Forum highlights loan application importance
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The Steamboat Springs Chamber Resort Association's 2009 Economic Summit, titled "Thriving in Tough Economic Times," is May 20 and 21. Workshop topics include emerging industries, trends, marketing and networking opportunities, and ways to get through the recession. Admission to the forum is $60 for the general public and $50 for those who attended the Chamber's winter forum series. For more information or to register, call administrative assistant Alli Brook at 875-7000, or e-mail alli@steamboatcha...
Small business owners seeking bank loans need to come prepared, a lending officer told local businesspeople at a lunchtime forum Friday.
Personal and business tax returns, updated balance sheets and current credit reports are key to moving the business process along, said Ruth Dombrowski, a business lending officer with Alpine Bank. Dombrowski was one of four speakers at the forum sponsored by the Steamboat Springs Chamber Resort Association, Colorado Mountain College and Mountain West Insurance.
The forum, titled “Where’s the Money? Local and Regional Lending Environment,” offered locally geared information about state funding programs and loan possibilities in a changing economic climate. Dombrowski said local banks are making business loans, and applicants need to come ready with as much information as they can provide.
“One of the biggest issues that happens, is that at first they want to know what’s the rate, and what’s the fee,” Dombrowski said, explaining that without a full application, a lending officer has a hard time giving a rate. “There is not one loan that is exactly the same as another loan.”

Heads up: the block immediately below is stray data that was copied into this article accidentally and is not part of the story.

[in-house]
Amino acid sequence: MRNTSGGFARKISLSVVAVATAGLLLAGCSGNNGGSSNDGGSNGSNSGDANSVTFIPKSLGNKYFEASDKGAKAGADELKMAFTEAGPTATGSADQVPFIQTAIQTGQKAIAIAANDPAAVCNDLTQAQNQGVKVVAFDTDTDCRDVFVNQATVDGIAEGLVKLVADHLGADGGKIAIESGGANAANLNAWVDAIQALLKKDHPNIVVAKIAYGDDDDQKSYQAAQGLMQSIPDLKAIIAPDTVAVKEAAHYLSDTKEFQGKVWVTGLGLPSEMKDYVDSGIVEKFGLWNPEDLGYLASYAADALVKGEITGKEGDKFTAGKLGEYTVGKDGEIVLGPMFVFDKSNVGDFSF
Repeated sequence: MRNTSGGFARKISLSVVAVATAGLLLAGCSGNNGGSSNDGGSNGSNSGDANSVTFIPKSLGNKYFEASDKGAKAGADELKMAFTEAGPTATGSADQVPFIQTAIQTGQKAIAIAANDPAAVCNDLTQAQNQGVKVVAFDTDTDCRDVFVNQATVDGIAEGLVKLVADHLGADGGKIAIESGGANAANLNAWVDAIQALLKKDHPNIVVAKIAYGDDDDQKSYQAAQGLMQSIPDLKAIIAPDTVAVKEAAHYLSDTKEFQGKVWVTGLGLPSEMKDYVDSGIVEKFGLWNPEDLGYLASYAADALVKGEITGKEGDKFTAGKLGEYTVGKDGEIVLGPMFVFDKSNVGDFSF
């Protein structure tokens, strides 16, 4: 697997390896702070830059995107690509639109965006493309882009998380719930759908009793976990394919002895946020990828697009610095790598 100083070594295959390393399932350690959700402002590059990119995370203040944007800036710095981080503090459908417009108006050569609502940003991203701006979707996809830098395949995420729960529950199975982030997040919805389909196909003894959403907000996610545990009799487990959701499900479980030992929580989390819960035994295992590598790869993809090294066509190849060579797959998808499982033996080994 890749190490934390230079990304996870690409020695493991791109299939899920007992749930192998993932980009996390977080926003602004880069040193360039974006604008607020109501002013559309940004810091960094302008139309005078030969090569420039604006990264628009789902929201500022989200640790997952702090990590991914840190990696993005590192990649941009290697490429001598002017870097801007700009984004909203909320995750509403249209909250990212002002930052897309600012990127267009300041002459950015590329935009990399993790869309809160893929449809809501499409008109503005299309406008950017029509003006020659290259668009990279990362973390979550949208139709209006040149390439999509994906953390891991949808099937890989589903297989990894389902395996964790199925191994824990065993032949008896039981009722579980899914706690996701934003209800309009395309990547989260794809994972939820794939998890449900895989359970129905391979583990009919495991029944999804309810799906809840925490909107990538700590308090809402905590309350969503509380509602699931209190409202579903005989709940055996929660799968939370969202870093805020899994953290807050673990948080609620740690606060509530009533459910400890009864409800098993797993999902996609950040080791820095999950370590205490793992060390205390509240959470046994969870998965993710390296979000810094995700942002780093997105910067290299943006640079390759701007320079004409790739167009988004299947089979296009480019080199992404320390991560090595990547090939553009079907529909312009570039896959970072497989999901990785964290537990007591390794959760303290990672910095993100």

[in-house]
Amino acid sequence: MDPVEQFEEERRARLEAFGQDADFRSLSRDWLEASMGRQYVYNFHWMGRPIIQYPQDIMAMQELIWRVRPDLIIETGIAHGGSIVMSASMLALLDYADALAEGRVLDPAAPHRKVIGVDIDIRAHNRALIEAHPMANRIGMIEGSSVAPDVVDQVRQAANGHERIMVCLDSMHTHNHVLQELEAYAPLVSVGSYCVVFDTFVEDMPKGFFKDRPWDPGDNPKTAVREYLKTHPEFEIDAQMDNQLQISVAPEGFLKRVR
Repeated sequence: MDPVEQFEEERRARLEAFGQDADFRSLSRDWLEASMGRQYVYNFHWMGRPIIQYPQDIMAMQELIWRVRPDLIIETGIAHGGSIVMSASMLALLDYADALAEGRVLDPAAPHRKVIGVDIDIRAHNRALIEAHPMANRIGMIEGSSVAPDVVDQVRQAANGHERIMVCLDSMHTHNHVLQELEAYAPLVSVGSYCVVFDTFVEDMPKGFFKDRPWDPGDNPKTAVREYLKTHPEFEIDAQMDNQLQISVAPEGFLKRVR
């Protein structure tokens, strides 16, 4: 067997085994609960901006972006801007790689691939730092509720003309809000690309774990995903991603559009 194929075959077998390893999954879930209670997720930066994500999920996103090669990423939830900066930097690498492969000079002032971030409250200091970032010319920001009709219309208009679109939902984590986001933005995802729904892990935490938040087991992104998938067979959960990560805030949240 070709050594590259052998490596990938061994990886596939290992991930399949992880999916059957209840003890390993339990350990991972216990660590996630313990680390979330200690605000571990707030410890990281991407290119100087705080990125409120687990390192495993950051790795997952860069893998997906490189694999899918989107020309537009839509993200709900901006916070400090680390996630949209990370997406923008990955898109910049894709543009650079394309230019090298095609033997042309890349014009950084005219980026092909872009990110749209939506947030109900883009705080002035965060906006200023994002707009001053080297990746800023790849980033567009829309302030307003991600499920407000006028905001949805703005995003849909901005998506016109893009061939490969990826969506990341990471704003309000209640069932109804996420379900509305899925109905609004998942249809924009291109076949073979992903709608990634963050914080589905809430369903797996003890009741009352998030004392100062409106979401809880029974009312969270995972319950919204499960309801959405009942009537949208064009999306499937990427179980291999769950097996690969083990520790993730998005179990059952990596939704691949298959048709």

Outstanding credit issues, an incomplete financial packet or an un-filed tax return can hold up the loan process, she said.
“It’s really a huge communication process. : We’re great at helping the customers through that, but we can’t do it all without the customer helping us put it together,” she said.
In considering business loan applications, Dombrowski said, a bank will look at assets that can carry a business loan through a bad economy and consider what she called the five “C’s” of credit: credit score, capacity to service the debt, capital to help service the debt, collateral and conditions in the market.
Applicants also should look at any outstanding payments they might have, she said.
“We’re looking at the skills and the ability of the management team, and we consider past-due accounts receivable a management problem,” Dombrowski said.
The loan workshop was the fourth and final forum in the series. Topics addressed earlier in the winter include managing a business’s bottom line at minimal impact to its employees, how to promote and manage investments most effectively, and maximizing limited resources.
Sandy Evans Hall, executive vice president for the Chamber, said the first three workshops in the series were intended to help owners make the most of what they had while business was up for ski season. The loans workshop aimed to help those people figure out what to do next, Evans Hall said.
“We think there are businesses out there that are going to be looking for the ability to extend their existing funding or enhance their existing finding,” she said.
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